By PATRICK GORDON | Managing Editor
April 3 2015, 7:30 PM EST.

The words filtering out of Cole Hamels’ mouth are clear, powerful, and calculated. You can hear it in his voice, he is ready for the next chapter of his career.

As one of the top starting pitchers in the game still in the prime of his career, can you blame him?

“I want to win now,” Hamels said. “Really, that’s all any competitor wants. I’m no different, but unfortunately I know that it’s not going to happen here.”

The Phillies enter the 2015 season as a team in transition, building for the future. Shortstop Jimmy Rollins was dealt to the Los Angeles Dodgers in December. Outfielder Marlon Byrd went to Cincinnati. Cliff Lee is likely to miss the season with elbow issues and the club can’t seem to find a suitor for Ryan Howard and his monstrous contract.

Hamels is the only player in his prime with significant trade value on the Phillies’ roster.

“It isn't what I expected and I know it’s not what the club wanted, but this is the reality,” Hamels said. “I think the time for a move is now.”

He’s not demanding, but just realistic.

“I know things don’t just happen overnight and that a deal can take time, so I’m just going out and doing everything I can do and controlling what I can,” Hamels said.

Hamels, 31, signed a six-year deal with Philadelphia in July of 2012 worth $144 million. He purchased a home in Philadelphia and had every intention of replicating his 2008 season when he led the club to a World Series title while winning NLCS and World Series MVP honors.

That won’t happen.

Now, Hamels hears his name attached with trade rumors on a daily basis as the Phillies test the waters and shop him around. The Los Angeles Dodgers and Boston Red Sox are favorites, but there appears to be disagreement on the value and number of prospects the Phillies would receive in exchange for Hamels.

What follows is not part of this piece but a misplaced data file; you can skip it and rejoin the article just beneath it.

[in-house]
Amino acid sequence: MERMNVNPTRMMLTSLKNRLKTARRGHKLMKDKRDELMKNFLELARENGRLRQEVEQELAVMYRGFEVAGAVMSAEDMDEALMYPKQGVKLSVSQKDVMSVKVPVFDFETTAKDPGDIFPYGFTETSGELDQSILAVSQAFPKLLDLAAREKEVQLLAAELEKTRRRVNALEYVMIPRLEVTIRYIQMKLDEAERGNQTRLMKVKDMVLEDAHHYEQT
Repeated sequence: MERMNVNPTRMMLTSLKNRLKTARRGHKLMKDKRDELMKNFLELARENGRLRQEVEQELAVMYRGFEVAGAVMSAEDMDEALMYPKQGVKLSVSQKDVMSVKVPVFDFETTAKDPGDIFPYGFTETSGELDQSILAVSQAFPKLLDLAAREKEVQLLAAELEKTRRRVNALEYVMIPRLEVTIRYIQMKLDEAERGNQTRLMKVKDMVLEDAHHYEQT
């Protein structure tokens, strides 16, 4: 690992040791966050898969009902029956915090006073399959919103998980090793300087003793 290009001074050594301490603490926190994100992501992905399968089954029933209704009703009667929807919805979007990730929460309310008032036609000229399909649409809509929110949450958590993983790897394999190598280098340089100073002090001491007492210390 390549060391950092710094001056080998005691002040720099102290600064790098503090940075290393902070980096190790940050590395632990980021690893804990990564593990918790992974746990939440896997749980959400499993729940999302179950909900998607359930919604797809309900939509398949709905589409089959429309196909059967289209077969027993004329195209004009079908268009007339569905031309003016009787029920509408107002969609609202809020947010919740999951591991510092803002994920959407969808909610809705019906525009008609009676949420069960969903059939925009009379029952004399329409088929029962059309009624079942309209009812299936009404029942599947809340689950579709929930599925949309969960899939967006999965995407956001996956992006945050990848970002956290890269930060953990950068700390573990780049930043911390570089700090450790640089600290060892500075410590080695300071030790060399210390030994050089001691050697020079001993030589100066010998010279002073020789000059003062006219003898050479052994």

“Talks are going on at any moment with any number of teams about Hamels,” said Phillies general manager Ruben Amaro Jr. “Obviously, we can’t talk specifics but we know any deal has to have fair value in return.”

Coming off back-to-back 89 loss seasons, oddsmakers this year predict the Phillies to be the worst team in baseball. It will be a few more years before the Phillies resemble a team that can contend for the postseason.

Everyone knows the haul in return for Hamels could expedite the rebuilding phase, so it’s quite possible Amaro will retain Hamels until the annual July 31 non-waiver trade deadline. At that point, a team may be willing to overpay for a better shot at a postseason berth.

Realistically, the Phillies are at a minimum three years away from truly competing. 

“When I signed my contract in 2012 the organization made it clear we would continue to contend, so I don’t think anyone really saw us becoming the worst team in baseball,” Hamels said.

With four more years remaining on his current deal, Hamels admits he’s not too interested in going to a team just for a one-and-done pennant run. Instead, he’s looking to secure his roots with an organization that’s ready to compete for the rest of the decade.

“I’ve got several years left, I don’t want to be a hired gun,” Hamels said. “I want to be a part of something for a few years, like I was here in Philadelphia.” 

Hamels wrapped up Spring Training with a 4.15 ERA over six starts, but admitted he was working on mechanics early on. Over his final two starts, he allowed eight hits, one earned run and four walks with seven strikeouts over 11 innings.  

He will make his second career opening day start on Monday when the Phillies play host to the Boston Red Sox.  

"It takes six starts [during Spring Training] to really feel comfortable and confident," Hamels said. "When it comes to the start of the season, you just want to have that positive feeling and positive feedback from the spring that you're healthy and everything is working. Right now, I definitely feel a lot sharper than two weeks ago."

As for the fact this likely will his last opening day with the Phillies, Hamels seems content.

“Honestly, there’s no better feeling than winning and we did that here in Philadelphia,” he said. “I just want to win again …you just want to be in a position to win.”

- The Philadelphia Baseball Review is the top baseball news source in Philadelphia, providing news coverage and analysis of all things baseball related in the Philadelphia region.

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